4. The overburden depth in the area of the fall is between 600-700 feet.

5. The roof bolting machine was positioned to bolt the first row in an approximate 24-foot deep cut. At the time of the investigation, the ATRS beam was contacting the mine roof. This was the first cut in the first right break off the No. 6 heading in the 6th left panel. Two bolts, along with a 4.75-inch x 54-inch metal strap running between them, had been installed across the break by the right side operator. On the left side, the outside bolt was installed. The second bolt in from the left side was in a bolt hole, but the head of the bolt was hanging about 24 inches down from the mine roof. There was also a 4-inch x 54-inch metal strap on this partially installed roof bolt. This strap was oriented parallel with the length of the cut and perpendicular to the strap installed on the right side. The outby end of the strap ended at the partially installed bolt and the inby end of the strap extended out over the ATRS beam toward the face.

6. The mined height in the area of the fall ranged from 75-83 inches. The coal bed thickness in this area is approximately 55 inches. The width of the fallen cut is approximately 18 feet.

7. The mine roof had fallen throughout most of the unbolted area of the cut. The fall rubble on the mine floor consisted of multiple broken rock slabs of varying dimensions. A direct measurement of the thickness of the fallen rock slabs was not obtainable, but was estimated at between 10 to 15 inches.

8. The outby break line of the fall coincided very closely with the inby edge of the ATRS beam. The resting position of the outby edge of the fallen rock relative to the visible break line in the mine roof indicates that the fall material expanded as it broke and/or fell in such a manner that it moved slightly outby from its in situ position. The body of the victim was reportedly found lying face down, mostly covered with rock and oriented with the top of the head against the inby edge of the left side drill head and the trunk of his body extended toward the face of the cut.

9. The roof bolts being installed at the accident site were Earl Products-Double Twist Bolts. This bolt is relatively new to the underground mining industry having been patented within the past year. The particular bolt being used was a 6-foot long, 3/4- inch diameter, tensioned rebar bolt with a unique jam nut and installation specifications calling for the utilization of two resin mixes of different set times used in the same hole. The bearing plates used were 8-inch by 8-inch donut embossed.


It is the consensus of the investigation team that the victim positioned himself inby the ATRS (Automatic Temporary Roof Support) for unknown reasons and received multiple crushing injuries when the unsupported mine roof fell. The presence of discontinuities in the immediate roof contributed to the instability of the immediate roof in this unsupported area.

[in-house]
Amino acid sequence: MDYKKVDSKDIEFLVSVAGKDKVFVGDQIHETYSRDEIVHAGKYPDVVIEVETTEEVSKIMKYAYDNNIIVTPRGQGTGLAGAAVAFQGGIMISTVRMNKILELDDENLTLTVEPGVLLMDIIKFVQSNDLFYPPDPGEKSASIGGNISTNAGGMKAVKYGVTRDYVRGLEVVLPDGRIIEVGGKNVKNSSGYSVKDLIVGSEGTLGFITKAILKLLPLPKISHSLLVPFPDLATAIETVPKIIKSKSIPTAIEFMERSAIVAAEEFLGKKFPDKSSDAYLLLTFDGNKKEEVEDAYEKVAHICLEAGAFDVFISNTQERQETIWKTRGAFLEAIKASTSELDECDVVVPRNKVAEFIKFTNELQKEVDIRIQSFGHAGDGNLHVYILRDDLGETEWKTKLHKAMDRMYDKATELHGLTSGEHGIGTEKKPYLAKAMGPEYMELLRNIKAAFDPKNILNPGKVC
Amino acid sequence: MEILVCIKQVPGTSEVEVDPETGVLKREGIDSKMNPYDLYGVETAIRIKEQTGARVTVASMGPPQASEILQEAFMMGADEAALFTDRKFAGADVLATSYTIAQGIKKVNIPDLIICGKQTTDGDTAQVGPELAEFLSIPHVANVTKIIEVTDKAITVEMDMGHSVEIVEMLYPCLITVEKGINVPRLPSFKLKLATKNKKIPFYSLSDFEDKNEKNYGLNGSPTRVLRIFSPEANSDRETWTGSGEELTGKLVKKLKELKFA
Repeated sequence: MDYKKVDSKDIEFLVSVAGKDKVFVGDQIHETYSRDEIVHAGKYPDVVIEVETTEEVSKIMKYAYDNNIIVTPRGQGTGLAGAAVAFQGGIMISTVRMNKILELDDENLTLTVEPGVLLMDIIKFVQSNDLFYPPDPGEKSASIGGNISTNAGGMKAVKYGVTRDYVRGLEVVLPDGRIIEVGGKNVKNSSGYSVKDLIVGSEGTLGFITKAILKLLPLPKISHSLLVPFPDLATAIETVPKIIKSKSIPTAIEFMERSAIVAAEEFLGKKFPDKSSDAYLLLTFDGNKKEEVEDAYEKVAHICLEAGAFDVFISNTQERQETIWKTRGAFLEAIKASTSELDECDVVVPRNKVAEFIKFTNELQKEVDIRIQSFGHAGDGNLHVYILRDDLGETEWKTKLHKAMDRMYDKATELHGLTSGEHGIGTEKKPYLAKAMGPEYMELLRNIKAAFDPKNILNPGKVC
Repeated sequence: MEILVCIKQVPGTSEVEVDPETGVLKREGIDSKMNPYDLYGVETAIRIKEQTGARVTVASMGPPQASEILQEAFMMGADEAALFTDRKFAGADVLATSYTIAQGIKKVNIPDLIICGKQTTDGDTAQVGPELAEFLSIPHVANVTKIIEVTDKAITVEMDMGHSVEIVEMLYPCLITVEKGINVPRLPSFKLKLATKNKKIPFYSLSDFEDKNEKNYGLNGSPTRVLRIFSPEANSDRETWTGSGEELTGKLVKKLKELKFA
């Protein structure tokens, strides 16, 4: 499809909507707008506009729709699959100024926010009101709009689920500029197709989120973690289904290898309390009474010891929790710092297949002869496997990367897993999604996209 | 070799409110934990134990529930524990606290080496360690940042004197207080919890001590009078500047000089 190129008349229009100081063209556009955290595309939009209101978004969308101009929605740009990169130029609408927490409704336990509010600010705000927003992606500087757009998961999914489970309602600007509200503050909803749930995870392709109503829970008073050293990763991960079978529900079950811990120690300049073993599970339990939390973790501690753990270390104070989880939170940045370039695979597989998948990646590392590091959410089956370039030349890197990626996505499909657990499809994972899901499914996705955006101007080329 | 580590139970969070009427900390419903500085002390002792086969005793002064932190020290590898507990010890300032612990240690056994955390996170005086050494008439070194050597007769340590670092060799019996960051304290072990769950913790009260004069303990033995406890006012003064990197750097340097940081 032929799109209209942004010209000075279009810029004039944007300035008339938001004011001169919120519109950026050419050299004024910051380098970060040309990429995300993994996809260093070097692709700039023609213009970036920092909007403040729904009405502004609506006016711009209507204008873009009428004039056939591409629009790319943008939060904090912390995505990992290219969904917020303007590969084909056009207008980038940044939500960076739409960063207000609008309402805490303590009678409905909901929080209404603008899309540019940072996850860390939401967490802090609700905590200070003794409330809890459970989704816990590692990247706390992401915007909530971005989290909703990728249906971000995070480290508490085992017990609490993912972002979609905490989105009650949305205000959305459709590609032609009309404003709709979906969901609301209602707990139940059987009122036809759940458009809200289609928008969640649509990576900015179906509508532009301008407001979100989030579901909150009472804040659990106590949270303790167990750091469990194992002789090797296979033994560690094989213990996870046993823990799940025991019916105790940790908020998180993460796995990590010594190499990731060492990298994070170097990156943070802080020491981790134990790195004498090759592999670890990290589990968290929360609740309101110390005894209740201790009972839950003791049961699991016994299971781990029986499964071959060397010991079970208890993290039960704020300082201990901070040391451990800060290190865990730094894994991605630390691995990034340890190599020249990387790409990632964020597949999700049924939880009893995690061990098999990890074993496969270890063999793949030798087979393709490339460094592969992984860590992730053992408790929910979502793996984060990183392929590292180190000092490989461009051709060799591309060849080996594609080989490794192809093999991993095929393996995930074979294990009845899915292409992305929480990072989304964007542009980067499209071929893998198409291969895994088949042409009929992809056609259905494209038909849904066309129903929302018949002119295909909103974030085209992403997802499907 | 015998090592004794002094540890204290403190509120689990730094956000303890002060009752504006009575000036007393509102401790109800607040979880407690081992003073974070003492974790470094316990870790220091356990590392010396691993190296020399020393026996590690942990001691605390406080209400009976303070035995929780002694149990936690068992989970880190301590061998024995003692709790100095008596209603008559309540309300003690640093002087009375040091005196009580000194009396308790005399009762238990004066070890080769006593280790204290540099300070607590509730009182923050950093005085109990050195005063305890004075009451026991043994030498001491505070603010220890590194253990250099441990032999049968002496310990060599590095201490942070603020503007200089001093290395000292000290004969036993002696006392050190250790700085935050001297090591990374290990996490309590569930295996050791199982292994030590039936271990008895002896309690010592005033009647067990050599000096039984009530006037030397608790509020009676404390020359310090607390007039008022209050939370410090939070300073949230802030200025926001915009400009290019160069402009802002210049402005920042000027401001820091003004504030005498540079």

1. A 103(k) Order No. 4404312 was issued to ensure the safety of all persons in the mine until an investigation is completed and all areas and equipment are deemed safe.

2. A 104(a) Citation No. 7205840 was issued to Fork Creek Mining Company for a violation of 75.202(b) stating in part that the roof bolt machine operator was fatally injured while working under unsupported roof.

Related Fatal Alert Bulletin:
Fatal Alert Bulletin Icon FAB01C34


The Mine Safety and Health Administration conducted an investigation and those present and/or participating were as follows:

Fork Creek Mining Company
Dennis Fillinger ............... Mine Foreman
Rodney Barker ............... Chief Electrician
Larry Blackburn ............... Mine Foreman
Ed Chafin ............... Manager of Loss Control (Safety)
West Virginia Miners' Health, Safety, and Training
Dennie Ballard ............... Supervisor
Mike Rutledge ............... Photographer
Terry Farley ............... Accident Investigator
Ernie Pylis ............... District Inspector
Richard Boggess ............... District Inspector
Mine Safety and Health Administration
Roger Richmond ............... Coal Mine Safety & Health Inspector/AI
Don Winston ............... Roof Control Specialist
James Beha ............... Coal Mine Safety & Health Specialist/Investigation Coordinator
James Addison ............... Coal Mine Safety & Health Inspector
Sharon Cook ............... Education and Training Specialist
Pittsburgh Safety and Health Technology Center
William Williams ............... Mining Engineer

The following persons were interviewed during this investigation:
Tommy Blair ............... Roof Bolt Machine Operator
Shawn D. Kiser ............... Continuous Mining Machine Operator
Eric S. Hoffman ............... Chief Electrician
Daniel Lee Smith ............... Section Foreman
David R. Scaduro ............... Electrician